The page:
In February 2011, news outlets across the country reported that Kansas City, MO, experienced 467 main breaks this winter alone—a 73% increase in the number of breaks the city experienced during the winter of 2010. Montgomery and Prince George’s County, MD, which deliver water to 1.8 million people, also made news headlines for breaks in their water systems. According to one article, both counties set a record in December 2010 for having the largest number of water main breaks in a single month—647. The following month, Prince George’s County experienced a 54-inch water main break that damaged nearby businesses and leaked an estimated 50 million gallons of water.

While municipal spending on water systems is taking place, much of it is for emergency repair, and it is not nearly enough to cover the estimated spending gap for necessary repairs and replacement. As stated by the American Society of Civil Engineers (ASCE) in its 2009 report, “America’s drinking water systems face an annual shortfall of at least $11 billion to replace aging facilities that are near the end of their useful lives and to comply with existing and future federal water regulations. This does not account for any growth in the demand for drinking water over the next 20 years.”

To address the shortfalls, municipalities and water utilities are looking at a variety of funding sources, including municipal bond issuance, higher water rates and increasing operational efficiencies.

Municipal bond issuance is a common funding source for water systems. However, some investors have recently expressed concern about the risk of possible municipal defaults. Results of a Reuters poll published in February 2011, found that more than half of Wall Street professionals, including municipal bond traders and investors, anticipate that up to four multibillion-dollar municipal bond defaults will take place this year.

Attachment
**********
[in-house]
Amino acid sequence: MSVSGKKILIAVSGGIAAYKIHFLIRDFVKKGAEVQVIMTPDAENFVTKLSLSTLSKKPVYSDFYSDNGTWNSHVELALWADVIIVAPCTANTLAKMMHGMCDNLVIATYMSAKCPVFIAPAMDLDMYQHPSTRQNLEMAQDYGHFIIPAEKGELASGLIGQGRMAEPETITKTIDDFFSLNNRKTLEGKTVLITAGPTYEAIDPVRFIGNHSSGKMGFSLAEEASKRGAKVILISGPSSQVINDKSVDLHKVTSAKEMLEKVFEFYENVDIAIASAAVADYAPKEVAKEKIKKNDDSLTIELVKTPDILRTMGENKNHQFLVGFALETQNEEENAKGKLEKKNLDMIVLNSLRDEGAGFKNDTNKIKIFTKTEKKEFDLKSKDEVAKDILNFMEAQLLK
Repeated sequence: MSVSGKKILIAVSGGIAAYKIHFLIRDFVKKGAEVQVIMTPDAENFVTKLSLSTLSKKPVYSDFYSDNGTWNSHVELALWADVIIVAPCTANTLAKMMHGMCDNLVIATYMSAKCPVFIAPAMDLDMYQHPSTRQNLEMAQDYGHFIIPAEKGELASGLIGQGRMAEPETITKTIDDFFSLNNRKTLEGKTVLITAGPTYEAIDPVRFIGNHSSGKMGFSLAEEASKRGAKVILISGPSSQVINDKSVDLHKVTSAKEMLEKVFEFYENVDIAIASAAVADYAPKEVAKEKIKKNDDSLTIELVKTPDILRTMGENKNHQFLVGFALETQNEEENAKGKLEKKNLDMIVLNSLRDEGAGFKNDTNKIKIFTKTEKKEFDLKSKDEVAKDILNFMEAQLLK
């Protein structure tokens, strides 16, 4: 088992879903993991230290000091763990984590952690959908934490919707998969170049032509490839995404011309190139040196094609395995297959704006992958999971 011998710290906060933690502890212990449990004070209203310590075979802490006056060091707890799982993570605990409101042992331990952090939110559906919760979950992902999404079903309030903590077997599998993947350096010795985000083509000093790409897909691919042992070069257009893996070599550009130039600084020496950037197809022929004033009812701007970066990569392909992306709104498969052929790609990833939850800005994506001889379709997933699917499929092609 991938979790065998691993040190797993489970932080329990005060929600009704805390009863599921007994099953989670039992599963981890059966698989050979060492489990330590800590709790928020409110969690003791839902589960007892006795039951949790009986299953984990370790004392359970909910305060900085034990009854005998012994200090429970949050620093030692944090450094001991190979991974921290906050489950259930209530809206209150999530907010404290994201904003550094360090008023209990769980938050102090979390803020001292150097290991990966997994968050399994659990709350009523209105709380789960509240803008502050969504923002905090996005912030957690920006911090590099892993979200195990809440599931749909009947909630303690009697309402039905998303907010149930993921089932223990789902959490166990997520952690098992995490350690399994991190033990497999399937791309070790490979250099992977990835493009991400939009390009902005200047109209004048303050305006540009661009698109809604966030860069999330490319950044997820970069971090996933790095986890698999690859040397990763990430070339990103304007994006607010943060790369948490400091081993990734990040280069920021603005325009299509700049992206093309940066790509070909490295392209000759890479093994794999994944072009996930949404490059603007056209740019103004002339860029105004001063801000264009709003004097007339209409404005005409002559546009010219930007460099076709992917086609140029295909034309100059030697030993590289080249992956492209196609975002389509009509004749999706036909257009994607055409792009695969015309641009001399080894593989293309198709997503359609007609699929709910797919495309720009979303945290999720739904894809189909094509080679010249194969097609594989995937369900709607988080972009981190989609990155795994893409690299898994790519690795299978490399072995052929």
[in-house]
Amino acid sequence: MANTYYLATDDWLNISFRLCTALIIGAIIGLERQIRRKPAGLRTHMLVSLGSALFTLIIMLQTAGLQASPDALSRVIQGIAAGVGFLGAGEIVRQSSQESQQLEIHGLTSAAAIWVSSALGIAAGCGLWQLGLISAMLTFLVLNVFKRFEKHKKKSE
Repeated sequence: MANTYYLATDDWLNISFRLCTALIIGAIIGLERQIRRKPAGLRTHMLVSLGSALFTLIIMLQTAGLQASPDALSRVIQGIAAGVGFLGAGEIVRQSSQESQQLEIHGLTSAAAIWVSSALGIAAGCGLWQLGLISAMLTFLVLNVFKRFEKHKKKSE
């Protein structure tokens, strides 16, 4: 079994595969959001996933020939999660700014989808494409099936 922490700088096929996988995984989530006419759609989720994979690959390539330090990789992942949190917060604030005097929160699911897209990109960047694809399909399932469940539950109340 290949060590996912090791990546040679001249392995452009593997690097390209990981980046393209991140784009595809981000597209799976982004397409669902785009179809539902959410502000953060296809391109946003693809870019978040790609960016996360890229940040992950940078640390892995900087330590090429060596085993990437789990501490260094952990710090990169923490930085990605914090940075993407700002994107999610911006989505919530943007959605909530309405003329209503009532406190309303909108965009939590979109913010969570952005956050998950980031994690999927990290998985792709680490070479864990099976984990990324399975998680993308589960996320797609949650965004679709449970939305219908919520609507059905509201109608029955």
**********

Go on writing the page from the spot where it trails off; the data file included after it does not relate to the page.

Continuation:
Fortunately, certain investment analysts and ratings agencies have a more optimistic view of municipal bonds that focus on water systems. A recent Fitch Ratings report explained the relatively stable credit quality of water bond issuers. The report cites numerous supporting factors, including the essentiality of water and its monopoly status, which has helped shield the water sector from certain economic factors.

Some analysts say that recovering more of the actual cost of water—if not moving toward full-cost pricing—could be an important avenue to increase the investment needed in our aging water infrastructure. They point out that water rates in the U.S. are typically less than in other developed countries. In fact, results of the International Water Report and Cost Survey, conducted by NUS Consulting Group in 2007, indicated that U.S. water rates were the least expensive at 66 cents per cubic meter average compared to the 13 other developed countries that were surveyed (Denmark’s rates were the highest at $2.25 per cubic meter).

A significant source of funding for water and wastewater comes from the revenues generated by user rates; therefore, pricing water to accurately reflect the costs of providing quality water services is one strategy that utilities are using to maintain infrastructure and encourage conservation.

However, as rates increase, utilities will need to proactively educate consumers on the true value of water to absorb the shock of higher rates and ease consumer acceptance of those rates, according to Avoiding Rate Shock: Making the Case for Water Rates, a study sponsored by the AWWA [American Water Works Association] Water Utility Council. The study found that consumers get upset over rate increases because of misunderstandings about the true value of a safe, adequate supply of water, and that a consistent, structured communications strategy can build support for rate increases.